It was my birthday this past week, and by a fortunate (wink, wink) coincidence it was also the night I planned to review a restaurant for this column.
Unfortunately, I couldn't decide on one. I have a folderful of reader recommendations, scribbled names of places I've driven by and ads I've seen in the paper, but none seemed exactly right for this week.
I felt like having something warm and satisfying, comfort food if you will, but more uncommon than burgers or steak. I pondered my dilemma as I helped the journalism students I teach at a local private school, and suddenly I knew: Japanese food.
It's been a long time since I had Japanese that wasn't sushi. And with its intricate presentation and flavors, Japanese was just the thing to make my birthday an occasion.
Luckily for me, one of my students, budding journalist Shelby Matsumura, had an emphatic recommendation: Kyoto.
I was skeptical at first, not because Kyoto isn't great but because I was sure, as a beloved Salt Lake institution, it had been reviewed in these pages. But again, lucky me! it hadn't. At least not for a long, long time. So the husband, kids and I headed over to Kyoto for a weeknight birthday dinner.
Kyoto somehow manages to pull off a serene, intimate and elegant atmosphere while also welcoming families like ours, with young and, shall we say, exuberant kids.
I think the fact that each booth and table is screened from its neighbors helps, as do the competent, kind and anxiously helpful servers.
Our kids were thrilled by the fact that they got to take their shoes off and sit on cushions in our traditional-style booth, and by their chopsticks, and by drinking warm, rich miso soup full of scallions, tofu and seaweed right from the bowl.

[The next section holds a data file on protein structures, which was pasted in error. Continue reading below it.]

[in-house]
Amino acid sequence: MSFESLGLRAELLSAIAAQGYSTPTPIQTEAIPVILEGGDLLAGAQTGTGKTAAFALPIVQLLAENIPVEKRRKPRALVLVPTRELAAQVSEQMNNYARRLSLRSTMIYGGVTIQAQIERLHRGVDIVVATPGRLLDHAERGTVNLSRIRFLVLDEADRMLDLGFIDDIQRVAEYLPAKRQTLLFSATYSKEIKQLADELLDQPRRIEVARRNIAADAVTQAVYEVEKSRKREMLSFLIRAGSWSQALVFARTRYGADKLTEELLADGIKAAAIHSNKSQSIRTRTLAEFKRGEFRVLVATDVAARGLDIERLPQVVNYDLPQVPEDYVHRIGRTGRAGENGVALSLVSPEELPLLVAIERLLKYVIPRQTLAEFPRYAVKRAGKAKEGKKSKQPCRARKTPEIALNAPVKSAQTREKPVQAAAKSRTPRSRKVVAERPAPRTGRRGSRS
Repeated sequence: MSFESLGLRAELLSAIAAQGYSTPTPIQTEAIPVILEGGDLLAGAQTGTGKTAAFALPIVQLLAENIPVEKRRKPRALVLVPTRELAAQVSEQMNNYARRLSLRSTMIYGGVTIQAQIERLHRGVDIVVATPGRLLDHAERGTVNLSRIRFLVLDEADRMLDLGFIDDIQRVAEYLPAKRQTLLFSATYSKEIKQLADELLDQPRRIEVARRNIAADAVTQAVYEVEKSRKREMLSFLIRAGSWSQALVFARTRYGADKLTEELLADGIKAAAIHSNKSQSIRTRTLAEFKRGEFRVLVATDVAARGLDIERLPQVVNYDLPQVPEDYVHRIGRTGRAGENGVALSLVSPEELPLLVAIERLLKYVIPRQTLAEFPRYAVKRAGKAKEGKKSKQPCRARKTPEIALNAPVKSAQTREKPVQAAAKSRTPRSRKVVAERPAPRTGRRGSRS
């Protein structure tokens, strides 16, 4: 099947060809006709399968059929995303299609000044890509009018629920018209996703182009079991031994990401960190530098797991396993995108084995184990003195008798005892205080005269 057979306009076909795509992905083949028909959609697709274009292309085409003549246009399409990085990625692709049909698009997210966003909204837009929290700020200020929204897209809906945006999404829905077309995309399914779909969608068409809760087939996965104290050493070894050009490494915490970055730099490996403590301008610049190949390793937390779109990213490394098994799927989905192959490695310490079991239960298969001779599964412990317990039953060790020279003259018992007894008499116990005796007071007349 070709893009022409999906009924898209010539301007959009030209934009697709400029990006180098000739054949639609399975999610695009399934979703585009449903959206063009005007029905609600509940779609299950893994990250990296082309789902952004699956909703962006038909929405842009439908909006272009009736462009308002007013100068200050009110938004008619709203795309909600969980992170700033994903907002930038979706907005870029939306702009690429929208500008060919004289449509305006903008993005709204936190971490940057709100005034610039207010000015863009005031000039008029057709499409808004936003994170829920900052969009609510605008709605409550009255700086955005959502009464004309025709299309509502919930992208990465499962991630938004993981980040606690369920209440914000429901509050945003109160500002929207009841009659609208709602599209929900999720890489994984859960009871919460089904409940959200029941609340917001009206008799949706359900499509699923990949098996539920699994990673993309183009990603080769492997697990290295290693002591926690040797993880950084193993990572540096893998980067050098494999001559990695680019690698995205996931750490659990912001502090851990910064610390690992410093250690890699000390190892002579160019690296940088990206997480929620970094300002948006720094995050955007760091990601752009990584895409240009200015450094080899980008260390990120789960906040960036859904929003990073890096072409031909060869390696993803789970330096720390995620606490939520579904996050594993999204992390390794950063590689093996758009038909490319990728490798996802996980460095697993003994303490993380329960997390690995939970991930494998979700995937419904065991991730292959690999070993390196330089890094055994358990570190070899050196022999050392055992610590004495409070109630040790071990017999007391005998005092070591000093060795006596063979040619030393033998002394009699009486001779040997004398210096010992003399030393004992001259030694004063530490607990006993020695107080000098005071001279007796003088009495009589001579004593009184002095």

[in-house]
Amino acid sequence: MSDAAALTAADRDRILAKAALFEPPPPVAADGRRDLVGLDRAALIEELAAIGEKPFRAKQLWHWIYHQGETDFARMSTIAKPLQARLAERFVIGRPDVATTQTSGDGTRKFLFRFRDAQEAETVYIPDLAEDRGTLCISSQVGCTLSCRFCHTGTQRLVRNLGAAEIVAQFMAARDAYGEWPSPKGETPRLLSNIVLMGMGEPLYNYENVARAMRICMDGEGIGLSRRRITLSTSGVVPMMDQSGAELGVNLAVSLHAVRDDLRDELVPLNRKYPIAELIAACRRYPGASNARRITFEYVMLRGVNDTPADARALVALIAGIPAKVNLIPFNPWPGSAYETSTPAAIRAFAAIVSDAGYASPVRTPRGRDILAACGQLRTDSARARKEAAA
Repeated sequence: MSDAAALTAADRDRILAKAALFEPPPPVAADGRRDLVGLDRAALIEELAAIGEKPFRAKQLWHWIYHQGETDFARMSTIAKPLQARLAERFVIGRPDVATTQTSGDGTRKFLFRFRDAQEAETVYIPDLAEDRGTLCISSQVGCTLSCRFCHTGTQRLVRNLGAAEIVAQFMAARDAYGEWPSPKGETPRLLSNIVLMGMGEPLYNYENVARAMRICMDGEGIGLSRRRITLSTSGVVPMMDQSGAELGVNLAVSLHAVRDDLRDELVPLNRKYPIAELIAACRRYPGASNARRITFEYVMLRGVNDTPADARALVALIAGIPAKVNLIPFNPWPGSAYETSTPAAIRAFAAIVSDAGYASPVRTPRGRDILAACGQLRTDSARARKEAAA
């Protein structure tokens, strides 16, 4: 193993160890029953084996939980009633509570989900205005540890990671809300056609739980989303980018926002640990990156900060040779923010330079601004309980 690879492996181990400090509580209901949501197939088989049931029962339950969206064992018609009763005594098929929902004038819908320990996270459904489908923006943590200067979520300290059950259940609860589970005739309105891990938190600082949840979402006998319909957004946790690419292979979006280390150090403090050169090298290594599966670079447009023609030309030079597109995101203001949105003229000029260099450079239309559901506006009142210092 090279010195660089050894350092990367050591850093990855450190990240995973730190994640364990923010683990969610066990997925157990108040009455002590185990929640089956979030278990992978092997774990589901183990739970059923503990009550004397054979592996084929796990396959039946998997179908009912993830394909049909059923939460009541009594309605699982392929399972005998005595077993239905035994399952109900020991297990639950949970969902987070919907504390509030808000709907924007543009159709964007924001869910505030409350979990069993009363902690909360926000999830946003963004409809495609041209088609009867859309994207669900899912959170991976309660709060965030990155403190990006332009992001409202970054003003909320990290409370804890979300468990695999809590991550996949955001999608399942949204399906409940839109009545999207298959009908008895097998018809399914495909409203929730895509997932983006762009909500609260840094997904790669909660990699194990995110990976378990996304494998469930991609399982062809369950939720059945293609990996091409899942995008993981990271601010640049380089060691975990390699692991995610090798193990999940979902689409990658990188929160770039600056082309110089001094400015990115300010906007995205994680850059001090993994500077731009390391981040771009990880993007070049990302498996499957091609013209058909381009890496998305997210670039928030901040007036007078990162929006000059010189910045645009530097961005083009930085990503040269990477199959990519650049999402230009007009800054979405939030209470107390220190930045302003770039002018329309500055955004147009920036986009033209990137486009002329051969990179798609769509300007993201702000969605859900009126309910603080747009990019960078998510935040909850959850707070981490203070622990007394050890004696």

They also liked our appetizer, a generous plate of brown-crusted potstickers with a meaty herbed filling, but not as much as did my husband, who downed at least half of them.
I was busy with my own luxurious, "I'm the birthday girl" appetizer, the sashimi. At $14.50, it's a good price for 12 exquisitely textured and strong-flavored planks of fish tuna on this night complete with a plateful of enticingly presented accompaniments.
There was, of course, soy sauce and a lump of fiery green wasabi, and also shredded radish and sprouts. I couldn't finish it all, but not for lack of trying.
My oldest daughter and I had the sukiyaki she the chicken and I the beef. For me, the big draw of sukiyaki is the broth, and Kyoto's is wonderful, sweet and meaty, and the perfect complement to the thin-sliced beef, mushrooms, scallions, onions and rice noodles in my bowl.
Because I ordered a combination dinner, I also got a plate of shrimp tempura, extra-long shrimp presented with plenty of tempura veggies. The kids also attacked this plate, making off with all but one of the firm, meaty shrimp and a good portion of the veggies.
My husband and the younger two kids had teriyaki; he the steak and the girls the chicken. Either is a good choice because of Kyoto's sauce, which has deeper and more complex flavors than most other teriyaki. I give the edge to the steak in this case; it was particularly tender and juicy.
For dessert, we shared green-tea ice cream, jade-colored and milky with a fresh, earthy finish, as well as lighter and sharper ginger ice cream and, for the kids, rainbow sherbet.Appetizers $5.95-$9.45, sashimi $14.50-$28, sides $1-$5.95, dinners $10.95-$18.50, sushi $3.50-$17.50, kids' menu $8.25-$8.95, dessert $1.50
Kyoto Japanese Restaurant
Rating: *** 1/2
Where: 1080 E. 1300 South
Hours: Lunch: Monday-Saturday, 11:30 a.m.-2 p.m.; Dinner: Monday-Thursday, 5:30-10 p.m.; Friday-Saturday, 5:30-10 p.m.; Sunday, 5:30-9 p.m.
Payment: Checks, credit cards
Reservations: AcceptedPhone: 487-3525
Stacey Kratz is a free-lance writer who reviews restaurants for the Deseret Morning News. E-mail: firstname.lastname@example.org